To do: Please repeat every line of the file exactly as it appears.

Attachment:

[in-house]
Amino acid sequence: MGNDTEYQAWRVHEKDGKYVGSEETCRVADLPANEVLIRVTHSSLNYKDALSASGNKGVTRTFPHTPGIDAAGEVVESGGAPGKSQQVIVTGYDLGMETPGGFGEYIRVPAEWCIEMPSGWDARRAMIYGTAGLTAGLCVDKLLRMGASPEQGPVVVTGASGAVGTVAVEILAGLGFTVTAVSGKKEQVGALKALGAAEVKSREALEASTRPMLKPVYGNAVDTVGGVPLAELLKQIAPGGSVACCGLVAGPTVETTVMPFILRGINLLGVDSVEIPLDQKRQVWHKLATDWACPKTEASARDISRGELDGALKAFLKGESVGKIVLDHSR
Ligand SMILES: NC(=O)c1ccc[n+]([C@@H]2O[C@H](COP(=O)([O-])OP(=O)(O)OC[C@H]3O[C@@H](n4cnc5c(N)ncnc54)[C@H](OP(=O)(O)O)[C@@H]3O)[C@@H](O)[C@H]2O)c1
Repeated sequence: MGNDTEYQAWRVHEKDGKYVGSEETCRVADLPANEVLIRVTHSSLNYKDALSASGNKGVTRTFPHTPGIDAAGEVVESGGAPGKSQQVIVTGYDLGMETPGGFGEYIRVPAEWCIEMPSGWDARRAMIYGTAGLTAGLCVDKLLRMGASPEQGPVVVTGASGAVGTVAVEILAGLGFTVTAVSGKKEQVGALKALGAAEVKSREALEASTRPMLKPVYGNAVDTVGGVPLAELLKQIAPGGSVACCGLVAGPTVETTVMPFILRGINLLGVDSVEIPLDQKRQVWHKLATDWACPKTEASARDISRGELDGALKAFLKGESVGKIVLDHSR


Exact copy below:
[in-house]
Amino acid sequence: MGNDTEYQAWRVHEKDGKYVGSEETCRVADLPANEVLIRVTHSSLNYKDALSASGNKGVTRTFPHTPGIDAAGEVVESGGAPGKSQQVIVTGYDLGMETPGGFGEYIRVPAEWCIEMPSGWDARRAMIYGTAGLTAGLCVDKLLRMGASPEQGPVVVTGASGAVGTVAVEILAGLGFTVTAVSGKKEQVGALKALGAAEVKSREALEASTRPMLKPVYGNAVDTVGGVPLAELLKQIAPGGSVACCGLVAGPTVETTVMPFILRGINLLGVDSVEIPLDQKRQVWHKLATDWACPKTEASARDISRGELDGALKAFLKGESVGKIVLDHSR
Ligand SMILES: NC(=O)c1ccc[n+]([C@@H]2O[C@H](COP(=O)([O-])OP(=O)(O)OC[C@H]3O[C@@H](n4cnc5c(N)ncnc54)[C@H](OP(=O)(O)O)[C@@H]3O)[C@@H](O)[C@H]2O)c1
Repeated sequence: MGNDTEYQAWRVHEKDGKYVGSEETCRVADLPANEVLIRVTHSSLNYKDALSASGNKGVTRTFPHTPGIDAAGEVVESGGAPGKSQQVIVTGYDLGMETPGGFGEYIRVPAEWCIEMPSGWDARRAMIYGTAGLTAGLCVDKLLRMGASPEQGPVVVTGASGAVGTVAVEILAGLGFTVTAVSGKKEQVGALKALGAAEVKSREALEASTRPMLKPVYGNAVDTVGGVPLAELLKQIAPGGSVACCGLVAGPTVETTVMPFILRGINLLGVDSVEIPLDQKRQVWHKLATDWACPKTEASARDISRGELDGALKAFLKGESVGKIVLDHSR